At a reading a year or so ago Ashley Ford mentioned how she connected with her mentor, Roxane Gay. She and Roxane established a friendship that started on Twitter. They got along, and sometime later Ashley asked if Roxane would mentor her. But it was a no pressure situation. Ashley was super polite in approaching Roxane. And for Ashley she said if Roxane had said ‘no’ it wouldn’t have changed anything. So basically, if you do have a relationship with someone, ask (nicely) and see what happens. I wouldn’t go up to someone randomly. I love Zadie Smith, however, I wouldn’t expect her to be my mentor just because I’m a fan. Establish some kind of relationship where you respect them or if they don’t know you that closely, you can present your case and interest and determination to do what you need. Also have your questions and expectations ready for what you want in a mentor and what they have time for. (And respect their time.) Do you want someone to read your work monthly or get coffee with to talk monthly? Do you mainly want someone to help in terms of craft and advice on a one-on-one basis or would you prefer a group setting of your peers? Do you need contacts mainly? If so, then you don’t need a mentor, you need to network. Consider those questions.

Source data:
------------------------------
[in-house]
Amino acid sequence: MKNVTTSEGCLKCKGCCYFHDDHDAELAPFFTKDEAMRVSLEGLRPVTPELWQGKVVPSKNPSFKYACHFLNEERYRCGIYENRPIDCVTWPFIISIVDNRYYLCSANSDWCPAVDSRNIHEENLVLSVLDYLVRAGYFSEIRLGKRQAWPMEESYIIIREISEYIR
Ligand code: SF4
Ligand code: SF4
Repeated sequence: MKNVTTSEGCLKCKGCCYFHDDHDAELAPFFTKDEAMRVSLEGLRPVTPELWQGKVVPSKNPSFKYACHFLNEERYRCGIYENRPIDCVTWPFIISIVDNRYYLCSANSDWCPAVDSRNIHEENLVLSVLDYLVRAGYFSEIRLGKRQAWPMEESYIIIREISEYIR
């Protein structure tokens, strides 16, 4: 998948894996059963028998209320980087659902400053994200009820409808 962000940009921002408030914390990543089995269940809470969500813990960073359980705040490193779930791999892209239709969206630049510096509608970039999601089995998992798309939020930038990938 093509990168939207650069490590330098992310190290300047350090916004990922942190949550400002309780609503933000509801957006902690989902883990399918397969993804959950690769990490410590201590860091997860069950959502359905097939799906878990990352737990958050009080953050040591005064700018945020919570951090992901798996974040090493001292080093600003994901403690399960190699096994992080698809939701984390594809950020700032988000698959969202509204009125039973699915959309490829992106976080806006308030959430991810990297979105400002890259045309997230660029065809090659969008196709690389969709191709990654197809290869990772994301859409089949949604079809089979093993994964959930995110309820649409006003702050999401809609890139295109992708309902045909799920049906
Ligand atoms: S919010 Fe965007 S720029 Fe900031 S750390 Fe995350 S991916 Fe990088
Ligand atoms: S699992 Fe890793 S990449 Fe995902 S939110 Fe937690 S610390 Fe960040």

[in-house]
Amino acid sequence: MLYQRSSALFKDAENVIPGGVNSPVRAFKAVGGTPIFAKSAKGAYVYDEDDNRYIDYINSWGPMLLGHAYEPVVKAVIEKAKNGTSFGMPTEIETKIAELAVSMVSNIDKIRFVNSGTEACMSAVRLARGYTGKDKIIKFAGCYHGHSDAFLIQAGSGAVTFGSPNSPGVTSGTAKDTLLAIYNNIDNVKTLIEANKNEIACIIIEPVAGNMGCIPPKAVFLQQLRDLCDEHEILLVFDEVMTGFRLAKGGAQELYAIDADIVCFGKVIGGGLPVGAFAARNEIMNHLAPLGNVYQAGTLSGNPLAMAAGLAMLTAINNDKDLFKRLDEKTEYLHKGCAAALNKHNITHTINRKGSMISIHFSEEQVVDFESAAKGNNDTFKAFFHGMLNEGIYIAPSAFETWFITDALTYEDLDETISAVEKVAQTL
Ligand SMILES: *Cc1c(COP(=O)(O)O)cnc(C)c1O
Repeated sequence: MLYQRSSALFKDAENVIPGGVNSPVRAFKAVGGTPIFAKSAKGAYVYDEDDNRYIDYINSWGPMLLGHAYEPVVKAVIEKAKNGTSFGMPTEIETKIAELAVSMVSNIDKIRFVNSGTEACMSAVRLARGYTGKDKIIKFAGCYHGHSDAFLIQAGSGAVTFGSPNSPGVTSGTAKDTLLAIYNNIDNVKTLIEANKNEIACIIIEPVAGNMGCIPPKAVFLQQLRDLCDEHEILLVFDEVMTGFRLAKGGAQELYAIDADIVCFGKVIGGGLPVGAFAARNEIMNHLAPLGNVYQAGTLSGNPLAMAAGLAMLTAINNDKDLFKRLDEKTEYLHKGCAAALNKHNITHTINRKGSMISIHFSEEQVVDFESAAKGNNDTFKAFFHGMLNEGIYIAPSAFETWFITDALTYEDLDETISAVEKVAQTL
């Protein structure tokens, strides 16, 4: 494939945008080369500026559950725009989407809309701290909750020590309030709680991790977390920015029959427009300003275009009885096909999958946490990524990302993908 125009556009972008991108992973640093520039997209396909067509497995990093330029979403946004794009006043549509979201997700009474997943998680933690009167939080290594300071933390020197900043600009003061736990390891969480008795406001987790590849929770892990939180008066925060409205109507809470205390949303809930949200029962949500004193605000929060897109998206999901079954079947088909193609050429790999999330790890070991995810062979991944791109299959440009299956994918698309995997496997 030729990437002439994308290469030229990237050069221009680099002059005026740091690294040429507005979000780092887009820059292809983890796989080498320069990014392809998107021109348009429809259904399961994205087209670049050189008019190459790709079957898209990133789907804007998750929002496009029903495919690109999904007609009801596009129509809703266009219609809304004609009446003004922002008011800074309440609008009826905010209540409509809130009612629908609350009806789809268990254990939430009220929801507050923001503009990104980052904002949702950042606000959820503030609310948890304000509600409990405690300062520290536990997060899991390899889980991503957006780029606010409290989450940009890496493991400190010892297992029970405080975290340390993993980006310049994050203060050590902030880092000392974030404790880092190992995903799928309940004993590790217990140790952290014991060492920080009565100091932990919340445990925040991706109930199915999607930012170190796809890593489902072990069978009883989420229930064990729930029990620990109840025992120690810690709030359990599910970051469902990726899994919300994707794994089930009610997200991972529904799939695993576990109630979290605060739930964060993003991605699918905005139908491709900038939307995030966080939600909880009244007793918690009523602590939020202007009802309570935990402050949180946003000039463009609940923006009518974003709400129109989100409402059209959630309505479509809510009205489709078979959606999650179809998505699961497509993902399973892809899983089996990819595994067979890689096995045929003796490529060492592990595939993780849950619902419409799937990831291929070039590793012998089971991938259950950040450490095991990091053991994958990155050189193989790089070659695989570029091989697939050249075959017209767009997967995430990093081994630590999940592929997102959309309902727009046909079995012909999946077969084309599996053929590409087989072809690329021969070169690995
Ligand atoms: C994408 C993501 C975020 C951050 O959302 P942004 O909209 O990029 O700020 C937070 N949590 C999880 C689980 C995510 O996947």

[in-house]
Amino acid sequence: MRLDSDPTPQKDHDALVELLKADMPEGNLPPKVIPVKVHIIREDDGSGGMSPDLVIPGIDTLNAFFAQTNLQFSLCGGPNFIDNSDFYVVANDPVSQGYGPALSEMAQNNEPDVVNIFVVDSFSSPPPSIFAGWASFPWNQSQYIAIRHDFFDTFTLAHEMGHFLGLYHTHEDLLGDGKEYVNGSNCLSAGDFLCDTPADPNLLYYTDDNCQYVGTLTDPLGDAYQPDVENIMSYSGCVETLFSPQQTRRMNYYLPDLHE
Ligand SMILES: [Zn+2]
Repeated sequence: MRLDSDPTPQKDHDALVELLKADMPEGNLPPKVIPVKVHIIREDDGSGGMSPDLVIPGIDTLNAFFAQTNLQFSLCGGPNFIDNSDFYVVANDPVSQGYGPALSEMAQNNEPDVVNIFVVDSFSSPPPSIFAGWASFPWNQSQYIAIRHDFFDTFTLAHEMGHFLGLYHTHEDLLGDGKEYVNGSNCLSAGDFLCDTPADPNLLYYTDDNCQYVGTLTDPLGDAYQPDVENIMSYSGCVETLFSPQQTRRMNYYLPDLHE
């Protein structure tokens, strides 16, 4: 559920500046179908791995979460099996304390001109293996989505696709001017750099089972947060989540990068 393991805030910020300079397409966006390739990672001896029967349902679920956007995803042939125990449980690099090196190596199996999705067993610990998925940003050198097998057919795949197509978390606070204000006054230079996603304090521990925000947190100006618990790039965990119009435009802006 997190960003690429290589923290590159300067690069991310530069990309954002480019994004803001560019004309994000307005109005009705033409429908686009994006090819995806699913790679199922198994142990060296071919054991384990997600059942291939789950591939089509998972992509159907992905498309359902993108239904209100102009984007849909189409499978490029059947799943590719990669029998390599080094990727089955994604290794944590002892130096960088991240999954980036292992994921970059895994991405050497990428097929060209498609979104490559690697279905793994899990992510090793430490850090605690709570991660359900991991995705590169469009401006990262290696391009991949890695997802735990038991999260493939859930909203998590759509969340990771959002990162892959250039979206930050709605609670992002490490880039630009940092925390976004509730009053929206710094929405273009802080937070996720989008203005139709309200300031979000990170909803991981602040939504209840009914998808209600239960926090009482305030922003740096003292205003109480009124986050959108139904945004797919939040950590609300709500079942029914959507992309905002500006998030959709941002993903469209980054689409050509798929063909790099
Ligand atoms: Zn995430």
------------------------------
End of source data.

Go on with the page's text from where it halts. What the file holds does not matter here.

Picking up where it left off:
Additionally, if you’re a member of AWP they have a mentorship program where they pair aspiring writers with established ones for a few months every year; and they’re seeking more marginalized mentees. We Need Diverse Books also has a mentorship program and applications will open again next spring. I’d also check out Poets & Writers magazine to see if there are any contests where one of the prizes is one-on-one mentorship or personal critique of work. Also, if you worked with someone at your graduate/undergraduate program or in a workshop or otherwise ask them if you think they may be a fit for your work. I’d say similarly in finding a member in publishing too. If there’s someone at your office you respect and think may be able to help guide you in ways with advice, why not reach out and ask if they may have time to help you out every so often? I think the biggest hesitation is asking but if someone is polite I don’t think anyone will be mad at for you for the inquiry. I mean, they could be but that could be more about them then the person asking.
Check back next week for part 2 of our Q&A with Jenn!